"Dish and [T-Mobile], that makes some sense," T-Mobile CEO John Legere told investors at a Deutsche Telekom event. "It makes some sense from a standpoint of integrating that spectrum and capability and deploying it on our network, and then looking at how you merge some of the content distribution and mobile devices and their base of customers as well. So, yeah, take a look."
The two sides are reportedly talking, but mutual interest and the fact that the companies are a nice fit may not be enough to make something happen. It's possible that price could be the sticking point and Deutsche Telekom, the majority owner of T-Mobile, has deep enough pockets to move slowly.
While it waits, the parent company is likely to listen to a number of offers for its increasingly valuable wireless property. That could create a bidding war or it could help Deutsche Telekom extract the best price possible for T-Mobile.
The DISH deal seems like a foregone conclusion because the two companies are a cultural match that market their products as being alternatives to the established leaders in their respective fields. But that compatibility does not guarantee a deal, and T-Mobile could end up being snatched up by another company.
Is Comcast a contender?
Fresh off its failed merger with Time Warner Cable, Comcast (NASDAQ:CMCSA) has reportedly had discussions with Deutsche Telekom about buying DISH, Reuters reported. Those talks, if they actually occurred, may have just been a polite back and forth because the cable giant does not seem interested.
Though the company has not made a formal denial of the discussions, a Comcast source told Ars Technica that the cable and Internet provider was not interested in T-Mobile. Instead, the company intends to continue to focus on its deal to resell Verizon wireless in bundles with its cable, Internet, and home phone services.
Another phone player may be in the mix
While Comcast does not seem like a serious contender, America Movil, which is owned by Mexican billionaire Carlos Slim, could be interested, according to Geekwire. The company already owns Tracfone, a prepaid wireless service that has 25 million subscribers who are "mostly on the AT&T network," according to the tech site.
Those customers could be moved to the T-Mobile network or even ultimately be switched to the company's similar prepaid brand MetroPCS. It's a logical match in that Slim has deep pockets and T-Mobile could market its relatively upscale products to the TracFone user base. Adding 25 million paying customers (a little under half of what T-Mobile has) does add volume, which helps spread the cost of network upgrades over more customers.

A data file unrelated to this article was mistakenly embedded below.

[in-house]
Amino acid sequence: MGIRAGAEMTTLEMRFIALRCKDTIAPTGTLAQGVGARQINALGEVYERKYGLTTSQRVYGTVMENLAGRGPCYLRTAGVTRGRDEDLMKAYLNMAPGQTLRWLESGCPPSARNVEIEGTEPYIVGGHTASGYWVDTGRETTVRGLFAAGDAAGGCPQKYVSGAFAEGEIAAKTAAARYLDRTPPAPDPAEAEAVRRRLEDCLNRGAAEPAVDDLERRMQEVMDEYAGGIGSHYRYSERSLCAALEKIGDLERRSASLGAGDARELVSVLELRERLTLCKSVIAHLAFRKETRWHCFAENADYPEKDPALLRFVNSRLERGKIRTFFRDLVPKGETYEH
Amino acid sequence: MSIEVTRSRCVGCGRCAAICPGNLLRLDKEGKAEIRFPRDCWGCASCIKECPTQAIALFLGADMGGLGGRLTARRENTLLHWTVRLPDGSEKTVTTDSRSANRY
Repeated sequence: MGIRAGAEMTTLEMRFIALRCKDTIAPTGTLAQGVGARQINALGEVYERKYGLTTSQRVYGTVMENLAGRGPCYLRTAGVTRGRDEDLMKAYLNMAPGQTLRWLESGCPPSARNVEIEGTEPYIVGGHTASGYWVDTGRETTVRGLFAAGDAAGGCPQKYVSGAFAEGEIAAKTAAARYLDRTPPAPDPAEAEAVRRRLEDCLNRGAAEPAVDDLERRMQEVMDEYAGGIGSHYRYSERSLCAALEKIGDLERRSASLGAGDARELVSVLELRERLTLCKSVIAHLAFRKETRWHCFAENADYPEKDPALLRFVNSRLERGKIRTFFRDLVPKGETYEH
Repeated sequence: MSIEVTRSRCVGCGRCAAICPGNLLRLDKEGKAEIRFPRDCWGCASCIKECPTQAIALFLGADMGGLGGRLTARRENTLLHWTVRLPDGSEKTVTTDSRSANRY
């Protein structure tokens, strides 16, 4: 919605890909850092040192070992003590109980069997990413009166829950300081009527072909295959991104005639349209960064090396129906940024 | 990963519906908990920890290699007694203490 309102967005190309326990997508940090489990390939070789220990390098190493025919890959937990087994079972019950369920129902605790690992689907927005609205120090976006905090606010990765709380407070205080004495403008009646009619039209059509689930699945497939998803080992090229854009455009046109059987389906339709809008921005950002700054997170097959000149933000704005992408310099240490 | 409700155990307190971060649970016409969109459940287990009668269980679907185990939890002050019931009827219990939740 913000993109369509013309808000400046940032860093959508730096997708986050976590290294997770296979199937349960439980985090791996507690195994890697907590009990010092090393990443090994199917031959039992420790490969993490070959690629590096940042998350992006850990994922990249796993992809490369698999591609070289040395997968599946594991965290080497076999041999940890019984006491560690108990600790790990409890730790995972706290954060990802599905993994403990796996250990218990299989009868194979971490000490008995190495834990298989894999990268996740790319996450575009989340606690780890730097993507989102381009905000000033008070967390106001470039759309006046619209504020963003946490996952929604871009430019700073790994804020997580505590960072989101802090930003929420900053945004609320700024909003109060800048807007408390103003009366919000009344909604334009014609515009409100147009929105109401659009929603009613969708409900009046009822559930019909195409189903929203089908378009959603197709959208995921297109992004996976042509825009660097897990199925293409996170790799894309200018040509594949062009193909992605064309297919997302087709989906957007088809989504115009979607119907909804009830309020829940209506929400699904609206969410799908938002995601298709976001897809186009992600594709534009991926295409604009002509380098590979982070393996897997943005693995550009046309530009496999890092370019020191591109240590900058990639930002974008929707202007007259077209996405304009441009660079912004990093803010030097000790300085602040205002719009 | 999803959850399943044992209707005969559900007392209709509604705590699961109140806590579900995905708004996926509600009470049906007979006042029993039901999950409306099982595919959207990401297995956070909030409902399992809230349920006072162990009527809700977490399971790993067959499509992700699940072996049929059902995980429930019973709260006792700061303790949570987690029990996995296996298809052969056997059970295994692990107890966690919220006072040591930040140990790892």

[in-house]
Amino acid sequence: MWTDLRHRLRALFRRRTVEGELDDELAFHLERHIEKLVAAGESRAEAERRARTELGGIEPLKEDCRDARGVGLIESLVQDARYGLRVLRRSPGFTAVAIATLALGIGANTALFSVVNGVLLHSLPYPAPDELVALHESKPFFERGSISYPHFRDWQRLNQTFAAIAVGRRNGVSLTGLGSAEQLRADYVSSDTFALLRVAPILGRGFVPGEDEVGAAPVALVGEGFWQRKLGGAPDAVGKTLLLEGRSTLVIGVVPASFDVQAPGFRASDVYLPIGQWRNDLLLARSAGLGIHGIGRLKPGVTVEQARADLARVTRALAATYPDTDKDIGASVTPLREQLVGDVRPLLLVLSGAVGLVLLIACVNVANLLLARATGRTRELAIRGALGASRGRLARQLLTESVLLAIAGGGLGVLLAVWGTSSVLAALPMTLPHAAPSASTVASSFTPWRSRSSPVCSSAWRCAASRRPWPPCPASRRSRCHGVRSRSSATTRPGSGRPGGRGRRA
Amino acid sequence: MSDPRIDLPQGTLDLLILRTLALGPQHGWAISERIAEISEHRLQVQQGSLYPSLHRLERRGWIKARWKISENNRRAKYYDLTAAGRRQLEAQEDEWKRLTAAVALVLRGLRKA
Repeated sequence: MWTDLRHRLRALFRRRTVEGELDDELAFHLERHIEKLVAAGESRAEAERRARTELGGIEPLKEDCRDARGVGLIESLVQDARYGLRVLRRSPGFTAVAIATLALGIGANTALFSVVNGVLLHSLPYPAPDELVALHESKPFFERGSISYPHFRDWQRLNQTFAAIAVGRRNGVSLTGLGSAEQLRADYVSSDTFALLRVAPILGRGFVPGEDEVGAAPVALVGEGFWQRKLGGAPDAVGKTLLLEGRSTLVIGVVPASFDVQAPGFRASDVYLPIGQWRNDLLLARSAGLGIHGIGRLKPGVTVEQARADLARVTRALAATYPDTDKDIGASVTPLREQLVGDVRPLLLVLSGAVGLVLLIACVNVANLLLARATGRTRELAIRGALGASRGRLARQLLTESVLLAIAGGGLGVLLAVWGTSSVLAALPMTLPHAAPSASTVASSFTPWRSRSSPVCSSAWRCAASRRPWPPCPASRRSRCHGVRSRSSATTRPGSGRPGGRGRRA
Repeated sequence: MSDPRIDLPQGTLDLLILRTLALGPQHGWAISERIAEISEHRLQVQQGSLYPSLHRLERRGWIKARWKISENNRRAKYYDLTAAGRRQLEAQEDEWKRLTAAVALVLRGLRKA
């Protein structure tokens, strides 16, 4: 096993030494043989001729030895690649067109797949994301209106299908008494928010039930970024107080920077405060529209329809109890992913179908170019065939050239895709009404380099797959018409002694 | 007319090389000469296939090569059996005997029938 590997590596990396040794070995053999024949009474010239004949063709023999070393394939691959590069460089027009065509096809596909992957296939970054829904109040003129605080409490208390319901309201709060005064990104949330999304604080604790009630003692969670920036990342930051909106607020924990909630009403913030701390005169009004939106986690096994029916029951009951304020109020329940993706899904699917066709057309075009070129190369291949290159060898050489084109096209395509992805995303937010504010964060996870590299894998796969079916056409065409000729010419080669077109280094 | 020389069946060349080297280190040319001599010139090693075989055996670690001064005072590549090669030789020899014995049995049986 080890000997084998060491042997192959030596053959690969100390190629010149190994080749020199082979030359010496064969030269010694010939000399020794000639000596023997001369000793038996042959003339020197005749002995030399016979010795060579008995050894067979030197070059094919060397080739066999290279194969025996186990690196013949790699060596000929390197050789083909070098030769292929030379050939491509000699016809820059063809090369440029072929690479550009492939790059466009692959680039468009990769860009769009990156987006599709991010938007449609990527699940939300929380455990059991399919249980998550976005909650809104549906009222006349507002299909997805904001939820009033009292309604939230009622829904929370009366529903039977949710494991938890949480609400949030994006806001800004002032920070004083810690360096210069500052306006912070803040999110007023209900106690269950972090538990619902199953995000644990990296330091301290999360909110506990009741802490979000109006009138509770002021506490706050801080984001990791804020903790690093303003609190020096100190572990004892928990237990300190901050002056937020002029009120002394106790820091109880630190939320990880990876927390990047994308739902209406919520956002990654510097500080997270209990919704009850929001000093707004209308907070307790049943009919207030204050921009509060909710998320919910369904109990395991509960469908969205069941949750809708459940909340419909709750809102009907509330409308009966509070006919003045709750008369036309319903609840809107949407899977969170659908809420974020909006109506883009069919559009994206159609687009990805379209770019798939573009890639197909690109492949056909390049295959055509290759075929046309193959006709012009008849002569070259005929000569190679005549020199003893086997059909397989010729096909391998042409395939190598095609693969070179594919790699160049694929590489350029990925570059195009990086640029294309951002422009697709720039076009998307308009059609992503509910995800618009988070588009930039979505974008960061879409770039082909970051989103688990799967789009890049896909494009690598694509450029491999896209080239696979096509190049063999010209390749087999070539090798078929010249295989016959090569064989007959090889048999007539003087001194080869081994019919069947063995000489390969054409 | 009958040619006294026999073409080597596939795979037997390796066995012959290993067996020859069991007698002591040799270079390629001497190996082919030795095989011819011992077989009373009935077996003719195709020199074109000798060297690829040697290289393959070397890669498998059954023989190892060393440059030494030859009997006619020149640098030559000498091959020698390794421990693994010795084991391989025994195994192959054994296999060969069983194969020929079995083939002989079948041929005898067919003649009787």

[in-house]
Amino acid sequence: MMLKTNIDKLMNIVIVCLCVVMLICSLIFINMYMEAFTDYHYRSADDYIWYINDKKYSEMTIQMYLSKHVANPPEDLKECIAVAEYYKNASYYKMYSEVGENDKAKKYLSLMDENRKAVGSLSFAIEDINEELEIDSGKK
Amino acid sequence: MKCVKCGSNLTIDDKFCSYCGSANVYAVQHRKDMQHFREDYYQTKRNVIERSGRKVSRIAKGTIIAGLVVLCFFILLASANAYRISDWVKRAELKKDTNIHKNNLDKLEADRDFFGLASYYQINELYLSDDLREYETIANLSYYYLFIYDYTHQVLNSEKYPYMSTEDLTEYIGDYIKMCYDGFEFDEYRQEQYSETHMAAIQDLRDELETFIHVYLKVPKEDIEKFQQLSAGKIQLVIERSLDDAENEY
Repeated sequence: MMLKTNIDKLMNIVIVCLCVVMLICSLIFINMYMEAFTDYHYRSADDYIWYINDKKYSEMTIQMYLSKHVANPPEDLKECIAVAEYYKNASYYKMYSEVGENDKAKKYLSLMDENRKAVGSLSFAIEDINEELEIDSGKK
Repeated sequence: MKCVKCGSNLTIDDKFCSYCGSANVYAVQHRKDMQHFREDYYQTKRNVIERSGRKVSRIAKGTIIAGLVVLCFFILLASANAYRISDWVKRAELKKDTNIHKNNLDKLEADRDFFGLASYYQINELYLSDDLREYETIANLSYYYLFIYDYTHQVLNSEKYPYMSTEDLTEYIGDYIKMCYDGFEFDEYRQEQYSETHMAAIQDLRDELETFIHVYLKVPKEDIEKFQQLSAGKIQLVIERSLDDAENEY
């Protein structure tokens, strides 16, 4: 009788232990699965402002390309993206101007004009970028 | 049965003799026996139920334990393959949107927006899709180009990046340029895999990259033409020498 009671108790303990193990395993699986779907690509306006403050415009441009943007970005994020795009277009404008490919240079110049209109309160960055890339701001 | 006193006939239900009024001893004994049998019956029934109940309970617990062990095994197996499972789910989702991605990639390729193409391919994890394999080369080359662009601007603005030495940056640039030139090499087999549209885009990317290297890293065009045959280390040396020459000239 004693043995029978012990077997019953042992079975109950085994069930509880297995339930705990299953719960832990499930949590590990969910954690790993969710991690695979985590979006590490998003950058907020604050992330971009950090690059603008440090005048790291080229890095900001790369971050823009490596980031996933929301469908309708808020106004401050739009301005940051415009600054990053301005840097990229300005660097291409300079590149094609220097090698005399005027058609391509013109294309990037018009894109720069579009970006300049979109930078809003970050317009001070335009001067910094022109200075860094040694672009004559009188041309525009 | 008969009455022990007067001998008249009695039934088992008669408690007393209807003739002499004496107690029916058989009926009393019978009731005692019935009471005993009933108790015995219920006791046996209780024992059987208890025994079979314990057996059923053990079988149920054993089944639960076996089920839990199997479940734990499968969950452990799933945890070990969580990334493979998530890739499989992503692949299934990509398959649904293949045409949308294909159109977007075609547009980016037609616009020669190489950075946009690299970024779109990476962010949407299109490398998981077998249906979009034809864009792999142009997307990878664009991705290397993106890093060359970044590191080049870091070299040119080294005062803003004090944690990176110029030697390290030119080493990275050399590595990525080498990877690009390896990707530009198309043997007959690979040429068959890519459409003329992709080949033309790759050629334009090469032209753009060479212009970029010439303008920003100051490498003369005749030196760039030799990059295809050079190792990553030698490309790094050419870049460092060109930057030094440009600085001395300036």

T-Mobile can be picky
The best thing for Deutsche Telekom might be to wait. T-Mobile has been leading the wireless industry in growth and it will (if it hasn't already) pass Sprint to become the number three wireless carrier in the U.S. There's no reason to believe it won't continue that growth for the relative long term, which means that as time goes on the company should be worth more.
Ultimately a sale or merger probably makes sense. T-Mobile either needs more wireless customers to make growing its network, purchasing spectrum, and making the other capital investments required to compete pay off, or it needs more products to market to its existing customers. It's a matter of scale and the easiest way to achieve that is to make a deal.
DISH still seems like the best fit as the brands could leverage their user bases to sell more products and the satellite TV provider already owns wireless spectrum, which it needs to use or it loses the rights to it. The logic of that deal should eventually pull the two companies together, but it's not impossible that America Movil will step in and make Deutsche Telekom an offer it can't refuse, which DISH won't match.
Daniel Kline has no position in any stocks mentioned. He is working on becoming less bad at yoga. The Motley Fool recommends Verizon Communications. Try any of our Foolish newsletter services free for 30 days. We Fools may not all hold the same opinions, but we all believe that considering a diverse range of insights makes us better investors. The Motley Fool has a disclosure policy.